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Friday, December 10, 2010
Local WWII veteran
It's always depressing to me to see the number of World War II and Korean War veterans in the obituaries of our local paper. Occasionally, I recognize one of them as a contributor to my museum (MacArthur Memorial). Such was the case this week with one, I won't mention him by name, but since he was a Navy doctor and a physician after the war, shall refer to him here as "Doc."
I never met Doc in person, but spoke to him on the phone after his son brought to the museum two very unique things his father had brought home after the end of World War II. These two items were Japanese Navy surgical kits - one an amputation kit, the other an autopsy kit. Doc had gotten these on the island of Chichi Jima after the Japanese surrender. Doc was part of a detachment of Marines sent to disarm the Japanese garrison of Chichi Jima and to inquire as to whether they had any American prisoners there. One of the Japanese officers let it slip to the Marine CO that they had had prisoners on the island - this confession opened up a months-long investigation, which turned into a war crimes trial. The story is told in great detail in Chester Hearn's book Sorties into Hell, and Doc figures prominently therein. I won't go into the gory details, for gory they are as the tale involves cannibalism and torture, not in that order, but many American airmen who were shot down were held on Chichi Jima. Suffice to say they never came home, nor was much recovered of some of them - you can probably fill in the blanks by now.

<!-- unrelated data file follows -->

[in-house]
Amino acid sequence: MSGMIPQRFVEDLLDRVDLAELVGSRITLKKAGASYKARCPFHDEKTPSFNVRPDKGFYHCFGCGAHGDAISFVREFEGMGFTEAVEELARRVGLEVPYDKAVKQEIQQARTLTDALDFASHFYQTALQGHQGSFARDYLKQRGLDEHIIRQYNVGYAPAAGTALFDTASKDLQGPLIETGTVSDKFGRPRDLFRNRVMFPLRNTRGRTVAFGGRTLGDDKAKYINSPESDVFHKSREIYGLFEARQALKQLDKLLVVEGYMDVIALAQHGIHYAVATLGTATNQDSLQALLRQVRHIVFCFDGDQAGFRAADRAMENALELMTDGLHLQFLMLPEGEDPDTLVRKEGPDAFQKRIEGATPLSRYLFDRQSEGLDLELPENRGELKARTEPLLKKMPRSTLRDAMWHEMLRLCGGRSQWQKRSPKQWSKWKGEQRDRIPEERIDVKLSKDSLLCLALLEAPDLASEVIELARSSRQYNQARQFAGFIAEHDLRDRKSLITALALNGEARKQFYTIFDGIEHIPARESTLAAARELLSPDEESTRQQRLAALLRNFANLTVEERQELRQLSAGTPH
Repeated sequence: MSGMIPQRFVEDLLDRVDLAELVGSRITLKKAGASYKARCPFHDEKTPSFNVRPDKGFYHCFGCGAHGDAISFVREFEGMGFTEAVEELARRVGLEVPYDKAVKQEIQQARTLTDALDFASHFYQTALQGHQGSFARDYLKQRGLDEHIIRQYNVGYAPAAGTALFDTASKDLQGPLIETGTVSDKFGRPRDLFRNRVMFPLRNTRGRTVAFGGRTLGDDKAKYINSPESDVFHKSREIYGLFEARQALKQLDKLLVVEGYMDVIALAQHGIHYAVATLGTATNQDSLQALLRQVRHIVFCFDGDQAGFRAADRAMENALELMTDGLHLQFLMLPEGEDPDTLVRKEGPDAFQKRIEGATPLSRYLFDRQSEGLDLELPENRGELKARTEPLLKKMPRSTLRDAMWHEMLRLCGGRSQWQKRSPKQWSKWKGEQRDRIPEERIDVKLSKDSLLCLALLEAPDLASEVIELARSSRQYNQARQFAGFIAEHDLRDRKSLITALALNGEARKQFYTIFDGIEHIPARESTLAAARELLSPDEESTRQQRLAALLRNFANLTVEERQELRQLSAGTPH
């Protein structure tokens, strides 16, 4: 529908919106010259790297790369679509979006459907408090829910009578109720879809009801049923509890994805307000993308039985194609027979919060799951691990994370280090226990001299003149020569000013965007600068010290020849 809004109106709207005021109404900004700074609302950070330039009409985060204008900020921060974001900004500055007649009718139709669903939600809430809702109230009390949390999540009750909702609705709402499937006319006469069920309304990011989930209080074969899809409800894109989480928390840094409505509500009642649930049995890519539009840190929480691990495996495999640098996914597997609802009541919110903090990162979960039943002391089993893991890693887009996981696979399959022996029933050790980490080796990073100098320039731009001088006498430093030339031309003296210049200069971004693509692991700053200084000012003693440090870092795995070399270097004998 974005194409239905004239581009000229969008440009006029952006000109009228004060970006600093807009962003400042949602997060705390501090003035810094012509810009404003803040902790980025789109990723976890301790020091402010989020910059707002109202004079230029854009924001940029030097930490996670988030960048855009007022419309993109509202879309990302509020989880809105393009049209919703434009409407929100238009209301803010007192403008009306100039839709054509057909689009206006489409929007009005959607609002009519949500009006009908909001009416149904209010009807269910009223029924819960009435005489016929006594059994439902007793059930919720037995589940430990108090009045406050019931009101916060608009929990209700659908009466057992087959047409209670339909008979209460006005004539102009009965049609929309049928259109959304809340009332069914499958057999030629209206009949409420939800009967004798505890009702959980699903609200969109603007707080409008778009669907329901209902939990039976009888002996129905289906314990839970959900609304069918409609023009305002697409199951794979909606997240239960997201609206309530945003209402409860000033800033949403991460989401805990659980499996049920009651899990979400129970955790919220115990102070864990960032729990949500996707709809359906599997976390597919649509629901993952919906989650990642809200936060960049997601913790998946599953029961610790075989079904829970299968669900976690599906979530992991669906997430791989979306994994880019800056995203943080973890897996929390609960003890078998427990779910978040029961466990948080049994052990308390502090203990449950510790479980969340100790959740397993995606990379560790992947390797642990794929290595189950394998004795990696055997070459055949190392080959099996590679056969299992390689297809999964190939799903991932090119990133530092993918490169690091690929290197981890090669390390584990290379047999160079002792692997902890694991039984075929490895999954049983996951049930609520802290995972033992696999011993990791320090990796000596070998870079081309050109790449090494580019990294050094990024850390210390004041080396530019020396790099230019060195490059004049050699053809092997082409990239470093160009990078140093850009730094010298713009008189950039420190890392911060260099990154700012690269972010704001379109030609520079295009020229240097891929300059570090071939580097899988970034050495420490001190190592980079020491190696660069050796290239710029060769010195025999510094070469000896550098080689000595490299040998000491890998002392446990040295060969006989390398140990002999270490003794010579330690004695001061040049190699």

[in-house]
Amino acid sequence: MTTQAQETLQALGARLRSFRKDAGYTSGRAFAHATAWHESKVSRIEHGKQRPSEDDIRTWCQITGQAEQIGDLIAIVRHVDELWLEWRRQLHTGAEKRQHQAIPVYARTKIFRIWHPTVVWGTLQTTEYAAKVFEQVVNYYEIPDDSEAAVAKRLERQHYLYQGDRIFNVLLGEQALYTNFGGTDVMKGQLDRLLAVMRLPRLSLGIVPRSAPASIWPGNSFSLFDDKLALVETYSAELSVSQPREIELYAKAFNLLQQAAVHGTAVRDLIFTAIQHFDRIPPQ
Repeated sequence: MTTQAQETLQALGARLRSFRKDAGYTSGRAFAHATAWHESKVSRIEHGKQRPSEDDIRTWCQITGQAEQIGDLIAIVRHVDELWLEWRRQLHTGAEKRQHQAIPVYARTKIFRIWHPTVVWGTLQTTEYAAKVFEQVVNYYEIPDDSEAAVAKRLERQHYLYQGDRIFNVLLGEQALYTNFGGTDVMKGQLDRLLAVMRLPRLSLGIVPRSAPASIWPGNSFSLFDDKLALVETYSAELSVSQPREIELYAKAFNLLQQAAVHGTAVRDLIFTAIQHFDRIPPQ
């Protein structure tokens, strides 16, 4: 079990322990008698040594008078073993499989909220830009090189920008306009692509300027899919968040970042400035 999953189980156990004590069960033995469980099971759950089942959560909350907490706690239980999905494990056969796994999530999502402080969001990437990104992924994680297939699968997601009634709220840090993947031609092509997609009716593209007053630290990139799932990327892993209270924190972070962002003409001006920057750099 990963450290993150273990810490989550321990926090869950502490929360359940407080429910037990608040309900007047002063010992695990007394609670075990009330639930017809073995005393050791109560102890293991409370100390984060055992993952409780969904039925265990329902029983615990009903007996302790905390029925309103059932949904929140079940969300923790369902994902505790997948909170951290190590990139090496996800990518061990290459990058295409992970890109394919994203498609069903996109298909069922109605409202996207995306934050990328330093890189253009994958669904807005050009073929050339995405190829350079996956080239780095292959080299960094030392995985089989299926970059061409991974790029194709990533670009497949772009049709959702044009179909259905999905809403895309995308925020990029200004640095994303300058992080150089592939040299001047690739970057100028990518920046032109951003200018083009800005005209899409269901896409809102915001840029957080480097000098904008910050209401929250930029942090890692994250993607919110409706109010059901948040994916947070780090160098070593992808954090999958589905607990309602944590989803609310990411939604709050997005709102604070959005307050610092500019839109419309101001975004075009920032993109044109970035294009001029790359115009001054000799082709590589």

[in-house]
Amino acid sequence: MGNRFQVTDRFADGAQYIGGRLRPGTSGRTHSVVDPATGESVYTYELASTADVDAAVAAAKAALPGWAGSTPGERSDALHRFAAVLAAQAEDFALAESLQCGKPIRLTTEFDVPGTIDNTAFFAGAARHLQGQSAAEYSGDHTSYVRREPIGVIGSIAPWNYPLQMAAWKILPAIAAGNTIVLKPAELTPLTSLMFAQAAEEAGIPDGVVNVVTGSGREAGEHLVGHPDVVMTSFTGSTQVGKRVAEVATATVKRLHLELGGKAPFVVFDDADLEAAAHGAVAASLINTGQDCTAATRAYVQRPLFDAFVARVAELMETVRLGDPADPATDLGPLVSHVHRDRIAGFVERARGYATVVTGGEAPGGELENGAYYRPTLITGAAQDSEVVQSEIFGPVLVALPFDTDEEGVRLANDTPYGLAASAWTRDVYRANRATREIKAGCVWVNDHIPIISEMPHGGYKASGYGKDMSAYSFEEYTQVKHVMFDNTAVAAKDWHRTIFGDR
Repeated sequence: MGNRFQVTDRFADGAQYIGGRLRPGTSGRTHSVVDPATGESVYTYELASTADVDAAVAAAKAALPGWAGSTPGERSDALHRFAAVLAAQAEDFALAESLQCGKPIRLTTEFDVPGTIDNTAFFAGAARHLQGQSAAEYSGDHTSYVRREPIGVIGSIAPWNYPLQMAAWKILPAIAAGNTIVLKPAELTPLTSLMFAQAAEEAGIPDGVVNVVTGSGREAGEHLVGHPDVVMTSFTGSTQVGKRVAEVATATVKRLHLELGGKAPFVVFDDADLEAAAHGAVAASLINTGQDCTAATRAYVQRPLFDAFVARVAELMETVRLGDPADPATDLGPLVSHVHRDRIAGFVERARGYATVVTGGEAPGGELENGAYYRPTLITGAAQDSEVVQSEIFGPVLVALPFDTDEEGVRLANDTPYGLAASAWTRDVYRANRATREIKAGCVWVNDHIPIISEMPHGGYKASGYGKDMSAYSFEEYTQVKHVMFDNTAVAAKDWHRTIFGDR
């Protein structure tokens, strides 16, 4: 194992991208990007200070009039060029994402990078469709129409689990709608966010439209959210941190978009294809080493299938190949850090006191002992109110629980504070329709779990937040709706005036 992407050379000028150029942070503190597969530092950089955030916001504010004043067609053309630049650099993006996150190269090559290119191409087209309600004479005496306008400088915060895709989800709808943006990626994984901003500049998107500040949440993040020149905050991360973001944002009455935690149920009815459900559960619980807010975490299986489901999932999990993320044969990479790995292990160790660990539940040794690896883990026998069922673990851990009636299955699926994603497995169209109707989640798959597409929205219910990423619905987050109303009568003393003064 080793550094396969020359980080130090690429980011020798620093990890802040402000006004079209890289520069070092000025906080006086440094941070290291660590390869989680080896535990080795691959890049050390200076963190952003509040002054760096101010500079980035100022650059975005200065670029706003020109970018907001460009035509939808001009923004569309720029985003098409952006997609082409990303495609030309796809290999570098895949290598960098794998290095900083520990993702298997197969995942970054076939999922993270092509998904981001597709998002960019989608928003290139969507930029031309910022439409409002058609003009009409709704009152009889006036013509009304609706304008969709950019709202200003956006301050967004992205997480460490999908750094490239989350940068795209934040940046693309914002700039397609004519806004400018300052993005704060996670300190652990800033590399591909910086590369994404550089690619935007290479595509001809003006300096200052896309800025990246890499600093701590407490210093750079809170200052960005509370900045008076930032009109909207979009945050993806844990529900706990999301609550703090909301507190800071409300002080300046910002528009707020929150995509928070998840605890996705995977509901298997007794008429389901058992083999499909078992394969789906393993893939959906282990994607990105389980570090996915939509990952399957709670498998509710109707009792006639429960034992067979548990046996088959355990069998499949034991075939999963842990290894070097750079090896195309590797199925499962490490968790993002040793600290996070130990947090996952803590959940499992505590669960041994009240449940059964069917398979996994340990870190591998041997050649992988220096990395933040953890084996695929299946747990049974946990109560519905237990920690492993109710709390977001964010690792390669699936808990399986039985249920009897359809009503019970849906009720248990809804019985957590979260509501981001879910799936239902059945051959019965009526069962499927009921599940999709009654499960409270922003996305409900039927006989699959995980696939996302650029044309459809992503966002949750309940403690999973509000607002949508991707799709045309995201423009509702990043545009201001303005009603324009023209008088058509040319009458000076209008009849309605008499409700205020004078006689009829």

Talking with Doc on the phone about a year ago and hearing him recount this story and how it still haunted him, 60+ years later was truly touching. I was only vaguely familiar with what had happened there before I had the chance to talk to him, and I didn't read the book until afterward. I never got a chance to talk to him again after reading it. And that maybe a good thing - for after reading in Hearn's book about one of the island surgeons using his surgical kit to dismember American prisoners, I really just don't want to contemplate that that may well be the surgical kits he donated.
If you really want to learn about war atrocities, read Hearn's book.